Symptom watch: Do I have asthma?

A lot of people live with asthma symptoms for a while without knowing they have asthma. The clues can be subtle. Feeling winded with a touch of wheezing can be passed off easily as just being out of shape.

But all wheezing, however minor or brief, should be checked out. Untreated asthma, even appearing at first as mild wheezing, can return with a vengeance as a severe attack. And unexplained shortness of breath or frequent coughing, especially at night, can mean asthma even if there is no wheezing. These can also be a sign of other serious conditions. These symptoms should prompt you to seek medical attention.

Only your doctor can tell if you have asthma. The diagnosis is formally made in a doctor’s office, combining information about your symptoms, a physical examination and data obtained from a lung function test.

Common asthma symptoms
The four symptoms typical of asthma are:

Wheezing. This is a high-pitched whistling sound when you breathe. It is due to air moving through narrowed airways. The sound is most obvious when breathing out, but it can also occur when inhaling. Cough. Mucus, produced with an asthma attack, acts as an irritant that can lead to coughing. Sometimes coughing is the main symptom of asthma. This occurs mostly in children. Chest tightness. As your airways constrict and mucus builds up, it becomes increasingly difficult to move air in and out of your lungs. You may feel this increasing difficulty as chest tightness. For some, it feels like someone is squeezing the chest. Anxiety can compound this feeling as you become more aware that it is harder to breathe. Chest tightness can also be a sign of a heart attack. Shortness of breath. Feeling breathless or out of breath is common in asthma. You may find that you’re breathing faster with more shallow breaths.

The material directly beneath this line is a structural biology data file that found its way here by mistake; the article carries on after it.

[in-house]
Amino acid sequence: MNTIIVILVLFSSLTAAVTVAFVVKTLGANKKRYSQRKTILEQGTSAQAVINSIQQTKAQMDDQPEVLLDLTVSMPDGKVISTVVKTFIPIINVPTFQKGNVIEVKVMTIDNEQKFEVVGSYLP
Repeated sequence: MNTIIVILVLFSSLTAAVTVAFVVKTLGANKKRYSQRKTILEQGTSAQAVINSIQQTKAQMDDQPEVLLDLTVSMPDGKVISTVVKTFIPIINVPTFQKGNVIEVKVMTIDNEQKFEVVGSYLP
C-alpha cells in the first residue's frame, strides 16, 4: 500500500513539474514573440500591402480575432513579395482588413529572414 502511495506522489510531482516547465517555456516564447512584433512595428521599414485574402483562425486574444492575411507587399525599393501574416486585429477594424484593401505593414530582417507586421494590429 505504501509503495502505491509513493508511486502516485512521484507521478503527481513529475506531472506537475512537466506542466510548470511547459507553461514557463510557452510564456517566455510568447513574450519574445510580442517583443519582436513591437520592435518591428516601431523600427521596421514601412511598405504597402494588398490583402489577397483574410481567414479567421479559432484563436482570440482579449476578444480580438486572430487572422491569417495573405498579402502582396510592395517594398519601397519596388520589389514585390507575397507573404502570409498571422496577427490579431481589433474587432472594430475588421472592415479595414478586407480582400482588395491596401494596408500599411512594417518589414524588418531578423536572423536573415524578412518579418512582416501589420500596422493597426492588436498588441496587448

Symptom patterns
With asthma, symptoms often follow a familiar pattern. For example, you may notice that your symptoms:

Come mostly at night Accompany sneezing, runny nose and other allergy symptoms Get worse when you exercise Worsen when you have a cold

Factors that bring on asthma symptoms are called triggers. In addition to allergens (e.g., to pollen, dust, dander), other asthma triggers include airborne irritants like cigarette smoke and cold air.

See your doctor about your symptoms
Sometimes symptoms may be mild and other times more severe. They may go away completely between asthma attacks. But if you have only subtle symptoms and feel fine most of the time, don’t assume that you’ll never have a severe asthma attack at some point.

Signs that you may be having a severe asthma attack include:

Trouble breathing Difficulty talking or walking due to shortness of breath Severe coughing High-pitched wheezing Agitation Drowsiness or confusion

Call 9-1-1 if you are having chest pain, tightness or heaviness or any of the symptoms above.

If you notice wheezing but are not having any trouble breathing, still see your doctor right away.

SOURCES:

Wechsler ME. Managing asthma in primary care: putting new guideline recommendations into context. Mayo Clinic Proceedings. 2009;84(8):707-717 National Heart, Lung, and Blood Institute. Asthma signs and symptoms Accessed: 05/17/2010 American College of Allergy, Asthma and Immunology. Life quality test Accessed: 05/18/2010 Tilles SA. Psuedoasthma:when cough, dyspnea and wheezing are not asthma. The Medical Clinics of North America. 2006;90(1):61-76 National Heart, Lung, and Blood Institute. So you have asthma.

View the original Symptom watch: Do I have asthma? article on myOptumHealth.com